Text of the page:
Some Greg Fischer Minimum Wage Back Story

Lost in all the mainstream and social media hubbub over the minimum wage hike in Louisville was what people actually told Greg Fischer’s office. Fischer’s been fond of telling the community that most people opposed the wage increase.

But who was telling him that? What kind of businesses do they operate? What did they really have to say? Do they even live in Louisville?


Let’s take a look at documents received as part of an open records request that Fischer’s office finally decided to fulfill two months later.

These are all the folks Fischer’s office say opposed a minimum wage increase.

Brent Beanblossom, Home Instead Senior Care:


Steve Brooks, Tumbleweed:


Rebecca Daigrepont:


Jeffrey Davis, Accu-Tec, Inc.:


John Doster, PARx Solutions:


Steve Dutton, Printex USA:


Scott Ferguson:


Steve Ford, Prospect:


Christopher Fuller, Arby’s — Atlanta, GA:


Rich Gimmel, Atlas:


Debbie Glasgow, Red Roof Inn:


Mike King, consultant:


Katrina Kopatz:


Debbie Glasgow, Red Roof Inn:


Mike King, consultant:


Katrina Kopatz:


Pam Krause:


Cliff Krawiec, claims increase will harm seniors:


Barry Laws, Openrange:


Charles Leis, Bramco:


Buddy Mattingly, Tumbleweed:


Christian McCutcheon, BrightStar Care:


Tim Poole, Dizzy Whizz:


Andrew Ott, Kentucky Restaurant Association:


Anthony Piagentini, Republican Party:


Cindi Peeff:


Jeff Reetz, failed Republican congressional candidate and Pizza Hut franchisee:


You’ll want to read the rest after the jump…

Read more…

Auditor Releases SE Bullitt Fire District Report

State Auditor of Public Accounts Adam Edelen just a bit ago released an examination of the Southeast Bullitt Fire District finding weaknesses in financial controls.

Edelen is especially worked up because he loves the publicity and is going to great lengths to point out that the fire department is in violation of a special district reform law for which he takes credit.

Here’s a release on it all:

Auditor Adam Edelen today released a special examination of the Southeast Bullitt Fire Protection District, finding lax controls and a lack of analysis of its finances while levying property taxes at the highest allowable rate.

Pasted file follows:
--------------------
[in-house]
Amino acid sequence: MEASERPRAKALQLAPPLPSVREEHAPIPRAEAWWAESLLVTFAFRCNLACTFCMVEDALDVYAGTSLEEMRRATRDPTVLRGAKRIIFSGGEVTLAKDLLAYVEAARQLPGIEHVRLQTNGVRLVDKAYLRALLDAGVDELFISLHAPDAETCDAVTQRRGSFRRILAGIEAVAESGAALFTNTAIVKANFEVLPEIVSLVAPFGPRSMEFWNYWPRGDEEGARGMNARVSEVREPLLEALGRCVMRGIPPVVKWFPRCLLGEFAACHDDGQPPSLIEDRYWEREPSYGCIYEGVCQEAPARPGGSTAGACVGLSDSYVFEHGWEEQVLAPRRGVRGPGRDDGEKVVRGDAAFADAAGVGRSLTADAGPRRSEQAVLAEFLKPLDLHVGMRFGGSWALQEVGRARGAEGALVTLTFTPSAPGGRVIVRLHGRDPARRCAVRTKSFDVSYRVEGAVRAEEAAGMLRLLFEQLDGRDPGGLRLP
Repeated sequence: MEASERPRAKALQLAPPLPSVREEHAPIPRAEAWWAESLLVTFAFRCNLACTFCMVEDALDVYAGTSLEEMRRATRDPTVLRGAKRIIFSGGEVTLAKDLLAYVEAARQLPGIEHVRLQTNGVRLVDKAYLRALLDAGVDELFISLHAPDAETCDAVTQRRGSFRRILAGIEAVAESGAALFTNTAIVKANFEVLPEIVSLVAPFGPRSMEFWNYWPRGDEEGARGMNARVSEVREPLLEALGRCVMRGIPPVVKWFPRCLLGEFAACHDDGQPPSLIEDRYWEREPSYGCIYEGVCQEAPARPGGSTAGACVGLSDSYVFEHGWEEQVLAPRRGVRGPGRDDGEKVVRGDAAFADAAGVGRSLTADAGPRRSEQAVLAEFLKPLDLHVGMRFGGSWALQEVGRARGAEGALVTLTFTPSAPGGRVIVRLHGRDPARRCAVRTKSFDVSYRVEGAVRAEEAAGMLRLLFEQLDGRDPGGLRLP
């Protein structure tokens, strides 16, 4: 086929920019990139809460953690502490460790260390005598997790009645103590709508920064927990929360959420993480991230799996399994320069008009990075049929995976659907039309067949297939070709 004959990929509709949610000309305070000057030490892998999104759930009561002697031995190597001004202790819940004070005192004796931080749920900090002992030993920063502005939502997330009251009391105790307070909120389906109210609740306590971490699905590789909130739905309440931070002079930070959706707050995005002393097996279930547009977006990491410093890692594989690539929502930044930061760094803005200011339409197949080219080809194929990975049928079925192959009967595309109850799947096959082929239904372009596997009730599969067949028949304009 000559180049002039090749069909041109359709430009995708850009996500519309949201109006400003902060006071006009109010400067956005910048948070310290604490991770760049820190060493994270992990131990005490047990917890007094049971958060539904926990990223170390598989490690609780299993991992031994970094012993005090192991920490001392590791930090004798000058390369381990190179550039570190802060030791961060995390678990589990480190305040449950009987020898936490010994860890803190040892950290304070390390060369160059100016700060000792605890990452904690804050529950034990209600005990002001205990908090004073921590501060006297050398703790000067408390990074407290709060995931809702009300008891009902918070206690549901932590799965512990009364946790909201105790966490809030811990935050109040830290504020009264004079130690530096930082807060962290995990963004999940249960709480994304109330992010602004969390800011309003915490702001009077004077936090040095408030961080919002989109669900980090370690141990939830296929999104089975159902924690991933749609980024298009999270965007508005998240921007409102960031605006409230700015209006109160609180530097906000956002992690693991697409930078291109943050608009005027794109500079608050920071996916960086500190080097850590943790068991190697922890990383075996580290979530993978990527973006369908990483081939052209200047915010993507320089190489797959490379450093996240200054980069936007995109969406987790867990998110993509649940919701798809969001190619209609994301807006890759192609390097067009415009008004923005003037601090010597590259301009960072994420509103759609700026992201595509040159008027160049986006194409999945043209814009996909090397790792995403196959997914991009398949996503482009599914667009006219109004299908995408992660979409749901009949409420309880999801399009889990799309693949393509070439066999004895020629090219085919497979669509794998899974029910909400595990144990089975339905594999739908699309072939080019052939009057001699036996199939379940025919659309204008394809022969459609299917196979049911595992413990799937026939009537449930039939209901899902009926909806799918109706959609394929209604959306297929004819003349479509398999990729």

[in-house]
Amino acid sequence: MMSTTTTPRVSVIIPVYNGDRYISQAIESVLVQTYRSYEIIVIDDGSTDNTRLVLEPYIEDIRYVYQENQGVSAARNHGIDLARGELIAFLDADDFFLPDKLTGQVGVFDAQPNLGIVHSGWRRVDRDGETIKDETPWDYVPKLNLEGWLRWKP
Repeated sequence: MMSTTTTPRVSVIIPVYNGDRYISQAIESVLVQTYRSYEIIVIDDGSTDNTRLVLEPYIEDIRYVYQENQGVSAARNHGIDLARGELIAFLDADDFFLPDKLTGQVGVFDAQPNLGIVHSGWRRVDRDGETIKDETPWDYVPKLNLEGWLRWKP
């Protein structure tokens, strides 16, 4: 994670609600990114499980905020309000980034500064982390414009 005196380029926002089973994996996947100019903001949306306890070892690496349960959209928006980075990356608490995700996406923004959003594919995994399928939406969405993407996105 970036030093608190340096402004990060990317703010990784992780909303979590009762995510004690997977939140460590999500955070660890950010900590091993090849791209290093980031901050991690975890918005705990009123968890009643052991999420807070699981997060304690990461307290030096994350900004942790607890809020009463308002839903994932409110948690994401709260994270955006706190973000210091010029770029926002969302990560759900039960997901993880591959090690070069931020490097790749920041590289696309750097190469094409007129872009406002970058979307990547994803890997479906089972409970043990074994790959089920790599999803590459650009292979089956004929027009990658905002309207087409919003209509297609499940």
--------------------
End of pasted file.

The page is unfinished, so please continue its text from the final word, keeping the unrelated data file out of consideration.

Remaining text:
The Auditor’s office began an examination last fall after receiving allegations concerning certain financial activity at the District. The District and the Southeast Bullitt Volunteer Fire and Rescue Department, Inc. have come under public scrutiny in recent months for a number of issues. The District has contracted with the Department to provide fire protection services in Bullitt County, just south of Louisville.

Other agencies are said to be investigating concerns at the Department and there appears to be confusion about the nature of the contractual relationship and roles of management between the two entities. Auditors found that unclear state statutes may partially be to blame.

“Antagonistic personalities, consistently high property tax rates, a lack of transparency, confusion in state law and seeming conflicts of interest have led to valid concerns among taxpayers in Bullitt County,” Auditor Edelen said. “Although auditors did not find potential criminal activity based on the allegations we received and investigated, we share those concerns and call on officials there to straighten this mess out.”

The District board has the authority to levy an annual property tax, not to exceed “ten cents ($0.10) per one hundred ($100) of valuation as assessed for county taxes.” Auditors found the District has levied taxes at the maximum allowed by statute since at least 2008 without conducting any analyses of the actual costs of future needs associated with providing fire protection services to District residents.

As a result, the Department held over $2.7 million in funds as of Oct. 31, 2014, which appears to have led to concerns about financial management.

Three of the six District board members interviewed said they believed the Department could operate with less tax revenue if rates were lowered, while another stated “honestly I don’t know.”

Another source of concern among the public is an apparent conflict of interest, with the Department Chief also serving as District board chair since approximately 2000. Given the authority of the District board to establish the tax rate each year and the contract between the Department and District, in which the Department receives the net proceeds of taxes collected, concerns exist that the District board has been lax in its responsibility to taxpayers as it may be placing interests of the Department above those of the taxpayers.

Despite the appearance, statutory language does not restrict eligibility to prohibit the fire chief, who serves as head of the Department, or other Department board members, from being eligible for election to the District board or from serving as its chairman.

Auditors recommend state legislators study provisions of KRS Chapter 75 and consider making a clear distinction between management of each organization.